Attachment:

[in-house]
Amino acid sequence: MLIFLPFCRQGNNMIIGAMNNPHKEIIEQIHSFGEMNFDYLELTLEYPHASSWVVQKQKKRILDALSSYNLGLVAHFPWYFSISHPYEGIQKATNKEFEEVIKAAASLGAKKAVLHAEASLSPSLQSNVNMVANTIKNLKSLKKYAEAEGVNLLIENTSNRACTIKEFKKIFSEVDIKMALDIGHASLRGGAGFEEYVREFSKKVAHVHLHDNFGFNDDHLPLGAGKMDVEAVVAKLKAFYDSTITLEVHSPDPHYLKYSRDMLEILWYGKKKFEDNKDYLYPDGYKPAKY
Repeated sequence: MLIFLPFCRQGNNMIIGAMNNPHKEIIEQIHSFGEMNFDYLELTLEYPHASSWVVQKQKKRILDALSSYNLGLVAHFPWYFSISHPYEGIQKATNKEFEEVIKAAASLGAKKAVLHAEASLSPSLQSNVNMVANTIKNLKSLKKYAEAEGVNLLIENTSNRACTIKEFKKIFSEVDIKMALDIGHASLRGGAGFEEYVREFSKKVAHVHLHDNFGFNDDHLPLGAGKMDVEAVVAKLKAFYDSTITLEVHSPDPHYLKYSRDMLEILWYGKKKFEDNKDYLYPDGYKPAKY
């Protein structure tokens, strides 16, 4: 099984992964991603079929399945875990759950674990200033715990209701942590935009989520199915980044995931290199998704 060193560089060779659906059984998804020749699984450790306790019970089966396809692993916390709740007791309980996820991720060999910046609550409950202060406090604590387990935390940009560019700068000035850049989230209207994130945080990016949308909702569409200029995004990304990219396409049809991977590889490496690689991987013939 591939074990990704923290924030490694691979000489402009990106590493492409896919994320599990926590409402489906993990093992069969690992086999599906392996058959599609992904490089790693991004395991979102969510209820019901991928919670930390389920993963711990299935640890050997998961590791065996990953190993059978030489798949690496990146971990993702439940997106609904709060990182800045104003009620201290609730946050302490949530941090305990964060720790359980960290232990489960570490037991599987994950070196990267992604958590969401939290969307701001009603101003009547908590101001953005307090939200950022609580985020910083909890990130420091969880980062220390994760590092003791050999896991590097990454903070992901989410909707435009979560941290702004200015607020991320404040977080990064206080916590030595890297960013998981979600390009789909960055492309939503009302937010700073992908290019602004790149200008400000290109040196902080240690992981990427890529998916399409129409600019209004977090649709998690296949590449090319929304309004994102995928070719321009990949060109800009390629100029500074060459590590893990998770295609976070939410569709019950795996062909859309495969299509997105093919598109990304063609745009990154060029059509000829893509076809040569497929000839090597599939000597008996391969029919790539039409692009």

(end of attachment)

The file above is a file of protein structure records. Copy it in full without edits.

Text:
[in-house]
Amino acid sequence: MLIFLPFCRQGNNMIIGAMNNPHKEIIEQIHSFGEMNFDYLELTLEYPHASSWVVQKQKKRILDALSSYNLGLVAHFPWYFSISHPYEGIQKATNKEFEEVIKAAASLGAKKAVLHAEASLSPSLQSNVNMVANTIKNLKSLKKYAEAEGVNLLIENTSNRACTIKEFKKIFSEVDIKMALDIGHASLRGGAGFEEYVREFSKKVAHVHLHDNFGFNDDHLPLGAGKMDVEAVVAKLKAFYDSTITLEVHSPDPHYLKYSRDMLEILWYGKKKFEDNKDYLYPDGYKPAKY
Repeated sequence: MLIFLPFCRQGNNMIIGAMNNPHKEIIEQIHSFGEMNFDYLELTLEYPHASSWVVQKQKKRILDALSSYNLGLVAHFPWYFSISHPYEGIQKATNKEFEEVIKAAASLGAKKAVLHAEASLSPSLQSNVNMVANTIKNLKSLKKYAEAEGVNLLIENTSNRACTIKEFKKIFSEVDIKMALDIGHASLRGGAGFEEYVREFSKKVAHVHLHDNFGFNDDHLPLGAGKMDVEAVVAKLKAFYDSTITLEVHSPDPHYLKYSRDMLEILWYGKKKFEDNKDYLYPDGYKPAKY
């Protein structure tokens, strides 16, 4: 099984992964991603079929399945875990759950674990200033715990209701942590935009989520199915980044995931290199998704 060193560089060779659906059984998804020749699984450790306790019970089966396809692993916390709740007791309980996820991720060999910046609550409950202060406090604590387990935390940009560019700068000035850049989230209207994130945080990016949308909702569409200029995004990304990219396409049809991977590889490496690689991987013939 591939074990990704923290924030490694691979000489402009990106590493492409896919994320599990926590409402489906993990093992069969690992086999599906392996058959599609992904490089790693991004395991979102969510209820019901991928919670930390389920993963711990299935640890050997998961590791065996990953190993059978030489798949690496990146971990993702439940997106609904709060990182800045104003009620201290609730946050302490949530941090305990964060720790359980960290232990489960570490037991599987994950070196990267992604958590969401939290969307701001009603101003009547908590101001953005307090939200950022609580985020910083909890990130420091969880980062220390994760590092003791050999896991590097990454903070992901989410909707435009979560941290702004200015607020991320404040977080990064206080916590030595890297960013998981979600390009789909960055492309939503009302937010700073992908290019602004790149200008400000290109040196902080240690992981990427890529998916399409129409600019209004977090649709998690296949590449090319929304309004994102995928070719321009990949060109800009390629100029500074060459590590893990998770295609976070939410569709019950795996062909859309495969299509997105093919598109990304063609745009990154060029059509000829893509076809040569497929000839090597599939000597008996391969029919790539039409692009």